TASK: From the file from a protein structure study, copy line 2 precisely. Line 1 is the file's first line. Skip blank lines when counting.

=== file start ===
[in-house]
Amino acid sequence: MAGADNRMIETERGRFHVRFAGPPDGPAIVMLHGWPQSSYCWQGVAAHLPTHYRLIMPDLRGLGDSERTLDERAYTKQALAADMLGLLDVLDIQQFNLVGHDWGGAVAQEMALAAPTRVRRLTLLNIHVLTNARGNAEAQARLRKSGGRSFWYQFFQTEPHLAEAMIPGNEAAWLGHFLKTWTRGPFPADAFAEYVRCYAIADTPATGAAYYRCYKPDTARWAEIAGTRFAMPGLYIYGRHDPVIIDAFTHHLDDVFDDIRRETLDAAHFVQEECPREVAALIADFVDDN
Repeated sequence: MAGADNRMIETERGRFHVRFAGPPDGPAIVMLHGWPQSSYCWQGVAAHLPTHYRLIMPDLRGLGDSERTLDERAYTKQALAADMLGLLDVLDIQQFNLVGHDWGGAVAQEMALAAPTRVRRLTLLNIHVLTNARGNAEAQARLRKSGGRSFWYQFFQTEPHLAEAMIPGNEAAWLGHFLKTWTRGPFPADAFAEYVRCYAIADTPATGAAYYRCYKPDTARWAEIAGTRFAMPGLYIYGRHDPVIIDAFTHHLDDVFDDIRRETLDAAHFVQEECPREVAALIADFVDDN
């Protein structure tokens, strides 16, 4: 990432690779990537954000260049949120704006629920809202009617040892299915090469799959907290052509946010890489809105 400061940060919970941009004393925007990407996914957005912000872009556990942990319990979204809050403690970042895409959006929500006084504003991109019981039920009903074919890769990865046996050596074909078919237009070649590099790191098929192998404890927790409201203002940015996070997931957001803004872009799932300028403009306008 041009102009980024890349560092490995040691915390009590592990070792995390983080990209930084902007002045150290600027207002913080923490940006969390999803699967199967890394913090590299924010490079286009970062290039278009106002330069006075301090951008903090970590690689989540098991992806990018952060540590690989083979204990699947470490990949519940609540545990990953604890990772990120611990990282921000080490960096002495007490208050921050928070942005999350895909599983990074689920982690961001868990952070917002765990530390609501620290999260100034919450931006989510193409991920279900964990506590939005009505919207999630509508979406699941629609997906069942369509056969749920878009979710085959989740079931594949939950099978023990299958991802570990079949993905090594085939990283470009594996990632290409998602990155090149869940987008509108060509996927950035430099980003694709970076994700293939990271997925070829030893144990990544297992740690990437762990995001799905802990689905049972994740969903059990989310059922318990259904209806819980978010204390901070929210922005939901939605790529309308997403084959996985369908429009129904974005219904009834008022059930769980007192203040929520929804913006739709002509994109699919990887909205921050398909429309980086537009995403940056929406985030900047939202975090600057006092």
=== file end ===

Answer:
Amino acid sequence: MAGADNRMIETERGRFHVRFAGPPDGPAIVMLHGWPQSSYCWQGVAAHLPTHYRLIMPDLRGLGDSERTLDERAYTKQALAADMLGLLDVLDIQQFNLVGHDWGGAVAQEMALAAPTRVRRLTLLNIHVLTNARGNAEAQARLRKSGGRSFWYQFFQTEPHLAEAMIPGNEAAWLGHFLKTWTRGPFPADAFAEYVRCYAIADTPATGAAYYRCYKPDTARWAEIAGTRFAMPGLYIYGRHDPVIIDAFTHHLDDVFDDIRRETLDAAHFVQEECPREVAALIADFVDDN